Kicking off a new year – and a new decade – is a great time to start thinking about resolutions, life goals and getting your financial house in order. Some of the basic steps to improving financial health are knowing where you’re at, where you want to go and establishing a clear plan on how to get there. Everyone has their own unique financial goals, whether that is saving to buy a dream vacation home, investing for a comfortable retirement or preserving family wealth. Here are some tips and starting points that will help you keep your financial plan on track.
Know your net worth:
Understanding your net worth is important, because it gives you a snapshot of your financial health and shows where you are at on the journey to realizing financial goals. Tracking your net worth over time allows you to evaluate your progress, as well as showing areas where you may need to adjust your financial plan to achieve specific goals or benchmarks.
Calculating net worth is a simple matter of listing assets at current estimated values and then subtracting any liabilities. Some common examples of assets are investment portfolios, cash, owned real estate, ownership in a business and other personal property such as art, jewelry, cars or boats. Liabilities are any debts that fall on the negative side of a ledger, which would include credit card bills, mortgage payments and other loan payments. It also is important to be realistic in assessing values to personal property, such as cars or boats, which can depreciate in value over time.
Create a financial plan:
Develop a financial plan that will help you achieve specific goals and objectives. Three components to a good financial plan are to understand how much you are saving; how much you are investing; and how much you are spending.
Certainly, spending money wisely is always prudent advice. However, the reality is that what one person considers “wise” or reasonable can be very different from another’s view. Start by creating a personal budget based on income and expenses for your own unique situation. You can’t manage what you don’t measure. Track income and expenses and create a budget that takes into consideration personal spending, as well as goals related to saving and investing. Does it have to be tracked down to the penny? Certainly not. But establishing general targets for saving, investing and spending is a more strategic, thoughtful approach rather than just hoping for the best.
Some good do’s and don’ts to use when creating a financial plan include:
- Do set specific goals, such as a target dollar amount to save for retirement or a major purchase.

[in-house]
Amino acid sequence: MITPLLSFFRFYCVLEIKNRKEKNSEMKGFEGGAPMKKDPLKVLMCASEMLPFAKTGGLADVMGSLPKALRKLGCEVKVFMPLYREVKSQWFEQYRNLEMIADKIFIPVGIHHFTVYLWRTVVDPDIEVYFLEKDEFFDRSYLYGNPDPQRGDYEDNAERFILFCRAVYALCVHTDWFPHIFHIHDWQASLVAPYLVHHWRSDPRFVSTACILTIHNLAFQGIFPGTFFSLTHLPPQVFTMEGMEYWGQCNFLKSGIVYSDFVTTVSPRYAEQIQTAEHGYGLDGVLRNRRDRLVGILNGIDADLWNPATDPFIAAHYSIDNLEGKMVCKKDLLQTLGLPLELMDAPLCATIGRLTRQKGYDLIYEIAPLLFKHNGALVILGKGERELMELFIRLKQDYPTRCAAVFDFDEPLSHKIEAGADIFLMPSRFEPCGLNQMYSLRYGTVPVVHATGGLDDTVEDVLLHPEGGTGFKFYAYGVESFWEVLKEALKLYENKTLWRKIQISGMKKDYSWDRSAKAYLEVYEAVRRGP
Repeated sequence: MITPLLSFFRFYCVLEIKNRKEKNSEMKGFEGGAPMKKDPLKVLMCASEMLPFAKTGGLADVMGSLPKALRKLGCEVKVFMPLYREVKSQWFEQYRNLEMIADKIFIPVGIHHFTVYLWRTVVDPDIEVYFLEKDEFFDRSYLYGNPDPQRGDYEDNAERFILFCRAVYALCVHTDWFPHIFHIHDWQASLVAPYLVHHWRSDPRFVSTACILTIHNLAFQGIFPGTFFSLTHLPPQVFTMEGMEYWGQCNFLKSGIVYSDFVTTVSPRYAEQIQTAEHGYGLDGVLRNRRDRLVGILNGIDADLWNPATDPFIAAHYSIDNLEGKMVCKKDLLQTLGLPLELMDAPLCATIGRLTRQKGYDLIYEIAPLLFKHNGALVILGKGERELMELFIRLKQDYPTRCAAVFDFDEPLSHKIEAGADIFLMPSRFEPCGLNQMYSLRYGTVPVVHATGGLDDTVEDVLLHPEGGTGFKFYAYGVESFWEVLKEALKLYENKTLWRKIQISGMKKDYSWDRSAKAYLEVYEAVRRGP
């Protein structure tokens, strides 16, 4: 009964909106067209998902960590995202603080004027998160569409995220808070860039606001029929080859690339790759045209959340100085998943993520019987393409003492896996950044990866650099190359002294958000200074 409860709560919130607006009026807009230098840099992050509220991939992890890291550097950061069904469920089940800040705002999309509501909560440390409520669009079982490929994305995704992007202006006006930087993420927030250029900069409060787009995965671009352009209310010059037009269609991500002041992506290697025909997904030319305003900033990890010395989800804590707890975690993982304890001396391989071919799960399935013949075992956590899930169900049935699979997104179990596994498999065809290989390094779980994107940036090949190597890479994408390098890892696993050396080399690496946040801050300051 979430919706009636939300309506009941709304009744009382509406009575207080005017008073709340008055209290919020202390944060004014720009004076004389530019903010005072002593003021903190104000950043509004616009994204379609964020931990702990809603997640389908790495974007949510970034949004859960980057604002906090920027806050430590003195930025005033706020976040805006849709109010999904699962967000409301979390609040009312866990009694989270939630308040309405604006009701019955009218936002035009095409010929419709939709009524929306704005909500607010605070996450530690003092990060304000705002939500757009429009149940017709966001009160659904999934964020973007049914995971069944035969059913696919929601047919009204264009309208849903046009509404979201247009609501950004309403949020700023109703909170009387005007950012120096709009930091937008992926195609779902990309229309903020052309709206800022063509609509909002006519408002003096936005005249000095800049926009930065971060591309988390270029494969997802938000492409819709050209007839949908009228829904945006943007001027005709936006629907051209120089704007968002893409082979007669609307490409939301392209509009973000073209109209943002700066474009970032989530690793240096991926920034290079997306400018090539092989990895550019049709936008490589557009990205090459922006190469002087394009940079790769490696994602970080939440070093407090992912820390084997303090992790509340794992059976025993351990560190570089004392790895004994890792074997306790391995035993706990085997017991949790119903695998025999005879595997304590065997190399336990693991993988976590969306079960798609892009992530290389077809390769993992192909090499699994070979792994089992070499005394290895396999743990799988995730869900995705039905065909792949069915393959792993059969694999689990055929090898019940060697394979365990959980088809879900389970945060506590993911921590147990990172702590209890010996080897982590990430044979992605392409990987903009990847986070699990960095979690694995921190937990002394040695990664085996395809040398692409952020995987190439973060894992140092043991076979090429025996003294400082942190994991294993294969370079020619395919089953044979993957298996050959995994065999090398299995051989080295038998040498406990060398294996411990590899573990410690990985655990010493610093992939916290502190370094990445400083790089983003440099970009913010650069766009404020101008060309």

- Do create a realistic budget that fits your personal lifestyle.
- Do prepare for emergencies that may include an unexpected home repair or health expense.
- Don’t forget to save for special occasions, such as weddings, anniversaries or graduations.
- Don’t forget to update budgets and financial plans as personal finances can and do change over time.
- Do ask for help. Not everyone is a do-it-yourselfer. Seeing assistance from a financial advisor can be beneficial in provide guidance, expertise and unbiased advice.
Know the difference between saving and investing:
People often say they are “saving” for retirement or “investing” for their future. In most cases, it is important to both save and invest as there are distinct differences between the two. Personal savings refers to money or property that has been put aside, oftentimes in a safe and secure place such as personal bank accounts, or government backed certificates of deposit or municipal bonds. In most cases, savings also are relatively liquid or easily accessible.
Investing generally means putting money to work so that the principal or original amount invested can earn income and/or appreciate in value. Some of the common types of investment products are stocks, mutual funds and real estate. However, investments span a wide variety of opportunities that range from acquiring an ownership stake in a business or copyright to a song to buying commodities, such as gold, timber or oil.
Another key difference between saving and investing is risk. Investing generally involves taking on some level of risk in order to achieve a return. One of the important steps to investing is understanding risk-adjusted returns. Low risk investments often result in low returns, while bigger risks have the potential to deliver higher returns. In either case, there are no absolute guarantees. So, it is important for individuals to understand the risks they are taking with their money so they can better decide whether the potential return is worthwhile. And it’s always a good idea to consult with a licensed financial advisor.
Wishing you a prosperous 2020!
CanAm Enterprises, with over three decades of experience promoting immigration-linked investments in the US and Canada, has a demonstrated track record of success. With over 60 financed projects and $3 billion in raised EB-5 investments, CanAm has earned a reputation for credibility and trust. To date, CanAm has repaid more than $2.26 billion in EB-5 capital from over 4,530 families. CanAm manages several USCIS-designated regional centers that stretch across multiple states. For more information, please visit www.canamenterprises.com.